After a run of four daily losses, the S&P500 is on a much better footing, with optimism on a US fiscal stimulus package, a Brexit deal and another vaccine likely to be rolling out next week. The US 10-year rate has pushed higher and the USD shows a broadly based fall, with GBP leading the charge higher.
More good news than bad news headlines are supporting risk assets, seeing the S&P500 up 0.8% after a cumulated loss of about 1½% over the prior four trading sessions. The Nasdaq index shows a decent gain as well, unperturbed by news of the EU publishing new draft legislation that would allow it to heavily fine or break up “Big Tech” if companies engaged in anti-competitive behaviour. Furthermore, the firms would have to take more responsibility for illegal behaviour on their platforms. However, there is expected to be a long delay before the new rules come into force, at least two years, as the proposal gets pushed through the EU Parliament. And for the US, increased regulatory risk for Big Tech would require, at a minimum, the Democrats to win the Georgia state run-off early January.
Yesterday, the US Electoral College voted for Biden as President and a string of Republican Senators finally acknowledged his win, easing the path for Biden’s transition to the Presidency on 20 January, as if there was any remaining doubt.
The US FDA found Moderna’s COVID19 vaccine to be “highly effective”, paving the way to get approval and ready for use by next week. This follows the beginning of the widespread use of the Pfizer/BioNtech vaccine.
There is hope that lawmakers can agree to vote on a $748m fiscal stimulus bill by the end of the week, which leaves the contentious issues out of the original $900b relief package. There is widespread support for the smaller bill, including Senate Republican leader McConnell and we’re waiting on the nod to be given by Democratic leaders Pelosi and Schumer.
On the economic front, China monthly activity data for November met market expectations, showing further evidence of economic recovery, with both industrial production and retail sales increasing to their highest annual growth rates for the year. US industrial and manufacturing production for November were on the positive side of expectations.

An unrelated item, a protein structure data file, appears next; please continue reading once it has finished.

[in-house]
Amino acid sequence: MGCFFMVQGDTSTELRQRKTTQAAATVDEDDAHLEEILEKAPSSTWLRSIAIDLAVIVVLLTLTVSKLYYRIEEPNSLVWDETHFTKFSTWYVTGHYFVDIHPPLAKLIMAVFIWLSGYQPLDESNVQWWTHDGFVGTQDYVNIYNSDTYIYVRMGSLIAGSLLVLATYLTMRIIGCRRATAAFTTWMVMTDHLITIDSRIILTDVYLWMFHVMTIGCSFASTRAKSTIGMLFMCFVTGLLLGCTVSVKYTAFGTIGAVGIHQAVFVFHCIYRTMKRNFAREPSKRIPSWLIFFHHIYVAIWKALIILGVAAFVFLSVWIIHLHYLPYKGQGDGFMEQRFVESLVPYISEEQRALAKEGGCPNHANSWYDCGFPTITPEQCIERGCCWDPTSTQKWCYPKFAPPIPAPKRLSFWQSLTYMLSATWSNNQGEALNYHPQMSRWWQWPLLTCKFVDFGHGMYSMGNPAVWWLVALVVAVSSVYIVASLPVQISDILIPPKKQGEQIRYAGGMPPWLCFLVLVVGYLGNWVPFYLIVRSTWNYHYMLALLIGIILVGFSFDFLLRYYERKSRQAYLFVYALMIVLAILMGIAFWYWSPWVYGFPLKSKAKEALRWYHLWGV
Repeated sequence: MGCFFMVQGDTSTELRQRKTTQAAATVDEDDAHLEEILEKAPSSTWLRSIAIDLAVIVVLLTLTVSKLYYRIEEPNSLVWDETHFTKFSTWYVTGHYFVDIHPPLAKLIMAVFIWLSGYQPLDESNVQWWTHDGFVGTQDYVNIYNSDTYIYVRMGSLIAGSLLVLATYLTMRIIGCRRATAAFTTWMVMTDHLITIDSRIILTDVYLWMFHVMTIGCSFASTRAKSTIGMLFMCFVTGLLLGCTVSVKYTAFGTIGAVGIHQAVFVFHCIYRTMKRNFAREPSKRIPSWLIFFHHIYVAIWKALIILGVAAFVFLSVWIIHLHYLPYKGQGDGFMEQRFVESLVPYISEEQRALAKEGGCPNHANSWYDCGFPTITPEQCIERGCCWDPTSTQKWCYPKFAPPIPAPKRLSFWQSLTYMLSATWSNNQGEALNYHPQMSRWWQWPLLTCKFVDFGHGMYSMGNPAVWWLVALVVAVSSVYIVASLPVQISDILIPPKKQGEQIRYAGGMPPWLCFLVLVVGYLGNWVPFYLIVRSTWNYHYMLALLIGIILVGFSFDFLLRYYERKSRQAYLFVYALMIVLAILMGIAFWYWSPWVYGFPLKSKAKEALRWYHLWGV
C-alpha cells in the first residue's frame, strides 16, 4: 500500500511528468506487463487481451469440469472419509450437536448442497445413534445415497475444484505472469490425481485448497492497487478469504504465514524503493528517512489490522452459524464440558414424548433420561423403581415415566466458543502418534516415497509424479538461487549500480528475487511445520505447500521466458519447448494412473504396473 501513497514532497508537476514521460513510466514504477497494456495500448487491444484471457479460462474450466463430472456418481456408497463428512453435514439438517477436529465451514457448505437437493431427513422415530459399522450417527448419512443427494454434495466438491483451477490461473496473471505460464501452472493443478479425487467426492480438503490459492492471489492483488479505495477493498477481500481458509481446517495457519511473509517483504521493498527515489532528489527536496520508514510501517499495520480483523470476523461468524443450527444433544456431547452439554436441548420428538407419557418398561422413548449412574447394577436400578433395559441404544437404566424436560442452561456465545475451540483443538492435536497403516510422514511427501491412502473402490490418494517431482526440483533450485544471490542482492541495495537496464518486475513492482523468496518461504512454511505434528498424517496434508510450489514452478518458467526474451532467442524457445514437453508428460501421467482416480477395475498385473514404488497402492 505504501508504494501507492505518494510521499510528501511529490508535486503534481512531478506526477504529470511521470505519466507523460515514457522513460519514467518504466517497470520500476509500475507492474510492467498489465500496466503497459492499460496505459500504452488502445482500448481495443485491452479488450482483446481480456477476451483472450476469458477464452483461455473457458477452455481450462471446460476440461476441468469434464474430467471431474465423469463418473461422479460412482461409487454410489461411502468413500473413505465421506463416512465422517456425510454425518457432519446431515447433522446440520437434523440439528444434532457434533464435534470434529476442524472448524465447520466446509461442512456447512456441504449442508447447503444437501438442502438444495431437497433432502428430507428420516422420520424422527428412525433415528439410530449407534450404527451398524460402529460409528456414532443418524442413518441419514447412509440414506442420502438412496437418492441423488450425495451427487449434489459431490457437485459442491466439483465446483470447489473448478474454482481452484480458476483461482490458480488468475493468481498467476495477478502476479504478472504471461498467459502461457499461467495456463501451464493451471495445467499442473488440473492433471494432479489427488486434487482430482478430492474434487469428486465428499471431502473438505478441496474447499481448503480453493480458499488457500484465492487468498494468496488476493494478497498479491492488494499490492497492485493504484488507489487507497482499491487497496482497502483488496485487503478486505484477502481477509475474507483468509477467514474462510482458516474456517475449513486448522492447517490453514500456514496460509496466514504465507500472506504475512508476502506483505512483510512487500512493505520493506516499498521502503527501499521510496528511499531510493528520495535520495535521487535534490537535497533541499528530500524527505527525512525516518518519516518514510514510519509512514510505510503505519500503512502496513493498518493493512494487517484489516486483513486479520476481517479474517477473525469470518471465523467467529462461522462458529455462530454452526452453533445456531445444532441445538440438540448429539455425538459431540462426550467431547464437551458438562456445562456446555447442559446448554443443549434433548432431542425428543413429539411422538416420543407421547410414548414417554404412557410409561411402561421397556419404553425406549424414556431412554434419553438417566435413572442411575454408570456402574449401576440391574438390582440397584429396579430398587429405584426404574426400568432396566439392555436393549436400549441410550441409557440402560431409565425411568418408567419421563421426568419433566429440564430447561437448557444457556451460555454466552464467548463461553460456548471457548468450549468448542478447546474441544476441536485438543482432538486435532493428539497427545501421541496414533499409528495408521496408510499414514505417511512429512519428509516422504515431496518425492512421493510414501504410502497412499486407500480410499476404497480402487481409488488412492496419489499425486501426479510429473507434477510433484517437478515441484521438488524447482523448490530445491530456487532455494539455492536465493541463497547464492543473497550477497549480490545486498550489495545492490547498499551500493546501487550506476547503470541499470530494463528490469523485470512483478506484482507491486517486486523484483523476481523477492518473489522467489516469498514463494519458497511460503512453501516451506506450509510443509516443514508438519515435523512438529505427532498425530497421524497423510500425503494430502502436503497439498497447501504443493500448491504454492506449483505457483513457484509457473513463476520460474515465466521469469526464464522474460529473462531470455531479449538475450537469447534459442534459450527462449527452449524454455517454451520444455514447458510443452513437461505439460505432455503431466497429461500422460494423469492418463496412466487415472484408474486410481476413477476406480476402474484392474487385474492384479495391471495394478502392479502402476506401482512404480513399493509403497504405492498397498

More positive risk sentiment and a more positive vibe on the fiscal front sees the US 10-year rate push higher, up 1-2bps for the day to 0.91%, ahead of the US FOMC meeting announcement tomorrow morning.
The USD is on the back foot yet again, with the dollar indices down in the order of 0.2-0.3%, moderated to the extent that EUR is flat at 1.2150. GBP is leading the charge, up 0.75% overnight to 1.3440, as the market becomes more hopeful of a Brexit deal. A reporter from the BBC tweeted that the “big buzz” among Tory MPs is that the UK is heading towards a Brexit deal with the EU and that the Eurosceptics in the party were being reassured they will be happy. We have long expected a deal, and ignored the political posturing, and a positive outcome would see further strength in GBP and NZD/GBP threatening 0.50.
The NZD has been tightly bound trading roughly between 0.7060 and 0.7090, currently at the top end of that range and still reluctant to push sustainably above the 0.71 mark for now. The latest GDT dairy auction didn’t surprise with its 1.3% price gain, with whole milk powder up 0.5%.
The AUD remains well supported, with no evident sustained impact from its (one-sided) trade war with China, after news that China had formally banned Australian coal imports, leaving more than 50 coal ships in the area with nowhere to offload their cargo. The AUD has been one of the better performers overnight, up 0.6% to 0.7565 and seeing NZD/AUD fall to a fresh monthly low below 0.9380, continuing its path to a fairer level closer to 0.90 on our short-term fair value model.
The domestic rates market remained subdued, with little activity. NZGB yields lifted 1-2bps across the curve, while swap rates rose by 1bp.
The economic calendar in the day ahead is full. NZ’s annual current account deficit as a percentage of GDP likely shrunk to its lowest level in 20-30 years, depending where it lands up. Meanwhile, the strong bounce-back in growth means a much better set of government fiscal accounts, reducing the need for debt issuance and reducing the necessary bond-buying of the RBNZ to keep yields in check. While both releases won’t necessarily surprise, they are supportive for the NZD. The highlight tonight will be the Markit PMI figures across Europe and the US. December figures are expected to be mainly weaker versus November – recall the US figures moved the market last month when the data positively surprised.